Establishing an overview via placements of cameras within key areas within an office environment or retail store is an integral part of CCTV security systems. Although such systems are installed to protect against potential theft or criminal activity, they can play an important role within the productivity levels of employees. While certain individuals may feel their statutory rights are being undermined within a ‘Big Brother’ environment, it is done so to ensure the activities and conduct of all employees is maintained on a daily basis.

Cameras can be either situated within the middle of a room or in the corners. Although their placements affects the images and security angle each camera can pick up, the sheer presence of cameras can act as a deterrent to any criminal. Knowing their actions is likely to be detected by one from a multitude of cameras which can clearly depict their face and appearance can decrease the rate of theft and crime.

The presence of CCTV as integrated security solutions can also be important for the work ethic and efficiency of employees. As their safety and wellbeing can be placed under threat by an individual who carries out violence or a criminal act, it is vital to integrate adequate protection. In doing so, it can play a fundamental role in catching any perpetrators who steal or damage valuable products or machinery, and put employees at risk.

It is crucial to take security seriously in this day and age. It is not just businesses and commercial properties that need good security but it is our homes too. With crime increasing and burglaries very common place, it is very important to consider the available security options and choose one that is the best fit for you.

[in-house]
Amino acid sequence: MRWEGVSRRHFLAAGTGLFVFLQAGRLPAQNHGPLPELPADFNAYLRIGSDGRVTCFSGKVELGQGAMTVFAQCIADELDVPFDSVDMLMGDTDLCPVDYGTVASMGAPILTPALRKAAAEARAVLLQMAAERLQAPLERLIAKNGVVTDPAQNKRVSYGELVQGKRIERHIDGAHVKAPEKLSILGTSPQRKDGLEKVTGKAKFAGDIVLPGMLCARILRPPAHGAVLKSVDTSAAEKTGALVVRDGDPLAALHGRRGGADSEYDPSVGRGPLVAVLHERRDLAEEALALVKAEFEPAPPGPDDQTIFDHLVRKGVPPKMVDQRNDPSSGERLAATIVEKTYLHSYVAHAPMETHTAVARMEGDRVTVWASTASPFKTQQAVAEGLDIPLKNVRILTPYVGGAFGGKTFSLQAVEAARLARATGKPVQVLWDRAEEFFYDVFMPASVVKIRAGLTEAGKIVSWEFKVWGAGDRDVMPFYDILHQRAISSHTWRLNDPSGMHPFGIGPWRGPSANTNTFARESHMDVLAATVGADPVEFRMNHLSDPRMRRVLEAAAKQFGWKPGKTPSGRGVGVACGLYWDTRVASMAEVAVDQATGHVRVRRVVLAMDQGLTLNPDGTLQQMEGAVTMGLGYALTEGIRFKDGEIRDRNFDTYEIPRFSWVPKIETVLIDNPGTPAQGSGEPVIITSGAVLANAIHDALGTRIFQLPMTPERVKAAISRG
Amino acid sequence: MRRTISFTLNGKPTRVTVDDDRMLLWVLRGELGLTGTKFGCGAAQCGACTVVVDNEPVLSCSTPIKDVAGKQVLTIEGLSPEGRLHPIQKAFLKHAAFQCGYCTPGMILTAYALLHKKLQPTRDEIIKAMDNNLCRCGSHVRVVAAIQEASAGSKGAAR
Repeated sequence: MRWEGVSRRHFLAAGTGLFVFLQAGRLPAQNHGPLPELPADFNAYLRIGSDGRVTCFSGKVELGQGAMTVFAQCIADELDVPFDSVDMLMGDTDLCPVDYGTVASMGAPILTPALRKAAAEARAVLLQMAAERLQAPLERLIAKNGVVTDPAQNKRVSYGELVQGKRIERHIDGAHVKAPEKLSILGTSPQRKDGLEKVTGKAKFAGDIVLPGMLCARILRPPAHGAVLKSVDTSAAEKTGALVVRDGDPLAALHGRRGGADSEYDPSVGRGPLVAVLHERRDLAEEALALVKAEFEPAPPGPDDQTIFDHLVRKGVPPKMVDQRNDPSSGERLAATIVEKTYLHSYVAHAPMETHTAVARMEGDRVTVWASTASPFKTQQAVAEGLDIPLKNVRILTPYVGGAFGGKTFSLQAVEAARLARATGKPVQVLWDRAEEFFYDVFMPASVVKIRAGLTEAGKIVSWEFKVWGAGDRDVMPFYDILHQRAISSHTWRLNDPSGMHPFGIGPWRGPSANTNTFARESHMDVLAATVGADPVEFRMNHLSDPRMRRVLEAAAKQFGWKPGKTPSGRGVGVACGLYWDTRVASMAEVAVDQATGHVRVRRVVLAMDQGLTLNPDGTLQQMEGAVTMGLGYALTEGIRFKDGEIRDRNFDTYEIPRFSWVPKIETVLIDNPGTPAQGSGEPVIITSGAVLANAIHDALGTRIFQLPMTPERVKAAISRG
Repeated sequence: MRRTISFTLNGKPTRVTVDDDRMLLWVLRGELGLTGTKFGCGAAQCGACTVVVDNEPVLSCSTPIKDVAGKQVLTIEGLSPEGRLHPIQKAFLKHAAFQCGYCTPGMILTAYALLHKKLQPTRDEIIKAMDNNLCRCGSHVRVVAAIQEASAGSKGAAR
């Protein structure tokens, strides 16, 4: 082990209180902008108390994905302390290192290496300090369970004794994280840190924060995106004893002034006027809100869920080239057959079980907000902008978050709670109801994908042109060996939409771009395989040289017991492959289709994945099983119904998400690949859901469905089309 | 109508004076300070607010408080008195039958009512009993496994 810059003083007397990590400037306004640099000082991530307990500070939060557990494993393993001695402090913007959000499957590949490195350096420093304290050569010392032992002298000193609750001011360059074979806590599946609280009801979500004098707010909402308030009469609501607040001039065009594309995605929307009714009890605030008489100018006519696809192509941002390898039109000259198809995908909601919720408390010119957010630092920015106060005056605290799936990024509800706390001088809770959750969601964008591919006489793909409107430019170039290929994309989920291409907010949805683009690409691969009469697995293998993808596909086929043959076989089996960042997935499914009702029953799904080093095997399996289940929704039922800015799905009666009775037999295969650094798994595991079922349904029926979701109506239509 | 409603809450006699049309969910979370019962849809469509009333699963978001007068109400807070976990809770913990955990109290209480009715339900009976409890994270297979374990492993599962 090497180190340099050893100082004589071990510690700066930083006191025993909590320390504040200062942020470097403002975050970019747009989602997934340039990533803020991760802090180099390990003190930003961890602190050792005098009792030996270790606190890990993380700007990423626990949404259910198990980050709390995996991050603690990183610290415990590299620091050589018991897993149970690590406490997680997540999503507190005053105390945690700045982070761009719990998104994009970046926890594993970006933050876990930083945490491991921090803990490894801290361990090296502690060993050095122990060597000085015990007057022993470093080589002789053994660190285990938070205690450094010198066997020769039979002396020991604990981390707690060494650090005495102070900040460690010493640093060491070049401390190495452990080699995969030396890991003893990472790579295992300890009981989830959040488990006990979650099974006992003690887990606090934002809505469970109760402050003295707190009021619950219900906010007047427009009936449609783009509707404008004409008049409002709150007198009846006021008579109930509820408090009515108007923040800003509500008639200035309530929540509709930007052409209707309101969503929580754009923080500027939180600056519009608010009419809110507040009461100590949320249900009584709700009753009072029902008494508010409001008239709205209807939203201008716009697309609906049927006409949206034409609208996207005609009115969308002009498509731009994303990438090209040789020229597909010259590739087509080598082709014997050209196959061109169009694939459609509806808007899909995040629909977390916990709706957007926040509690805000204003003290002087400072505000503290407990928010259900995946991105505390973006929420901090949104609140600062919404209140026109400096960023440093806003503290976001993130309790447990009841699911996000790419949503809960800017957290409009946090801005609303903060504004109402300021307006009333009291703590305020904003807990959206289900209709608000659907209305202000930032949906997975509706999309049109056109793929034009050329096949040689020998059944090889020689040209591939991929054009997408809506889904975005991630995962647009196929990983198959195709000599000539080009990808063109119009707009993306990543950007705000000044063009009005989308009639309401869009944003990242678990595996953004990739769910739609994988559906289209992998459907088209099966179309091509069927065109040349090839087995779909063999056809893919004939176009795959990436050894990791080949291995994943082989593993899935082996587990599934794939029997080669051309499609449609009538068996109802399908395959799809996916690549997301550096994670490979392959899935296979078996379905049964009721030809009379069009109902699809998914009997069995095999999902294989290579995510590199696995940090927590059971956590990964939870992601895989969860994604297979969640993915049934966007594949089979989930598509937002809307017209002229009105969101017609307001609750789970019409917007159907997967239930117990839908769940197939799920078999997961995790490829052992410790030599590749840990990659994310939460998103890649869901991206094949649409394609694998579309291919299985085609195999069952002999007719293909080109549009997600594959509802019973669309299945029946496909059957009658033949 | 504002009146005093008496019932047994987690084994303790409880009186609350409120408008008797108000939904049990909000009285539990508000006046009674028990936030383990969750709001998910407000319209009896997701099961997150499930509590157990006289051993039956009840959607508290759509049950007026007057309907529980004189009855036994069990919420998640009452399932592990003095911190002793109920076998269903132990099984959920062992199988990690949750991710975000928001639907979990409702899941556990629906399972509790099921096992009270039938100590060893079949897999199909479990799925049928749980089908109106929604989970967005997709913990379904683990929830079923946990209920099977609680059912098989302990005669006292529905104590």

One of the most popular and cost effective ways of providing security in the home and place of work is with cctv cameras and equipment. CCTV cameras can act as a very successful deterrent to thieves and burglars, certainly making them think twice at the very least. The technology behind security equipment these days is incredibly advanced, and it is even possible to hook the cameras up to an ordinary television or computer to watch the footage.

The following are some of the concerns both home and business have and Top 10 Reasons of Why Install CCTV.

  1. Prevent CrimeIf you’re worried about crime, cameras can not only catch criminals in the act, but the very presence of CCTV systems can make a would-be criminal think twice about any wrong-doing. Think about it, if you planned rob or vandalize a store or office, would you want to do it if you knew you were being recorded?
  2. Prevent Employee TheftIf you suspects one of your employees of wrong-doing but don’t know where to begin to try to get to the bottom of things, a camera can be a very helpful tool. This is especially true if you own an establishment where cash is exchanged. Cameras posted near cash registers or other places where employees are often stationed, not only can show you if an employee is stealing, but may even deter an employee from committing a crime if they know you’re watching.